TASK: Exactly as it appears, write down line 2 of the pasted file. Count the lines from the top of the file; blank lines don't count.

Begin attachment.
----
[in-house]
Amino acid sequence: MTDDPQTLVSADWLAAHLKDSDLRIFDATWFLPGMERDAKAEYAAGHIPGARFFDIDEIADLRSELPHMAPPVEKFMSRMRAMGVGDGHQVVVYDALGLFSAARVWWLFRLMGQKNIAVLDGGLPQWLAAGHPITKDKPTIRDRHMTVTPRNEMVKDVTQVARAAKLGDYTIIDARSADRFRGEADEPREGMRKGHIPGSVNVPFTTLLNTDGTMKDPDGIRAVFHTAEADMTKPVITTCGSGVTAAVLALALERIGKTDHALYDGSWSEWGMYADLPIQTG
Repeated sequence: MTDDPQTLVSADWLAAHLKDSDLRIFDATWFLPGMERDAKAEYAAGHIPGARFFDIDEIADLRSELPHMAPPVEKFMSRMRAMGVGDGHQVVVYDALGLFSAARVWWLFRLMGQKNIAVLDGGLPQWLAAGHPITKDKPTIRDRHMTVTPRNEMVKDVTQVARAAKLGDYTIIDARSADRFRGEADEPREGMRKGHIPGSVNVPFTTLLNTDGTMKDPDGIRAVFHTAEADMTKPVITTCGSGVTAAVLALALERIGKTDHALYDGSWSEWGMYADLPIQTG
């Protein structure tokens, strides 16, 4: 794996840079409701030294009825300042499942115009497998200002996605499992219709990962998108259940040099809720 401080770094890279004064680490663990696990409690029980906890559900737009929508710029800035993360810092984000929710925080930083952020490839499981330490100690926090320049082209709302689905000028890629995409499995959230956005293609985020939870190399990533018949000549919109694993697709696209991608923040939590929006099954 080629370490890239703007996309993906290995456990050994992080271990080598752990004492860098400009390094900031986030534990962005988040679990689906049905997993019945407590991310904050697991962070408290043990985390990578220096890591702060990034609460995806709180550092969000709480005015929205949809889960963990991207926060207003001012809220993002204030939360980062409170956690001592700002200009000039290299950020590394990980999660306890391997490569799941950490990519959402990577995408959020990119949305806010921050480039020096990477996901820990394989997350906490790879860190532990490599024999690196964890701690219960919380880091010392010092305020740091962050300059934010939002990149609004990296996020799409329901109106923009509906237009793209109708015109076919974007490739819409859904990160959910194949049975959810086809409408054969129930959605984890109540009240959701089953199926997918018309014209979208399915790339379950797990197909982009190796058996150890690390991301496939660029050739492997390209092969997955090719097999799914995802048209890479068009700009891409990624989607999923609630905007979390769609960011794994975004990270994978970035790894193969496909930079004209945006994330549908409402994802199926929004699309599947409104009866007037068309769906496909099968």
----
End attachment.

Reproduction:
Amino acid sequence: MTDDPQTLVSADWLAAHLKDSDLRIFDATWFLPGMERDAKAEYAAGHIPGARFFDIDEIADLRSELPHMAPPVEKFMSRMRAMGVGDGHQVVVYDALGLFSAARVWWLFRLMGQKNIAVLDGGLPQWLAAGHPITKDKPTIRDRHMTVTPRNEMVKDVTQVARAAKLGDYTIIDARSADRFRGEADEPREGMRKGHIPGSVNVPFTTLLNTDGTMKDPDGIRAVFHTAEADMTKPVITTCGSGVTAAVLALALERIGKTDHALYDGSWSEWGMYADLPIQTG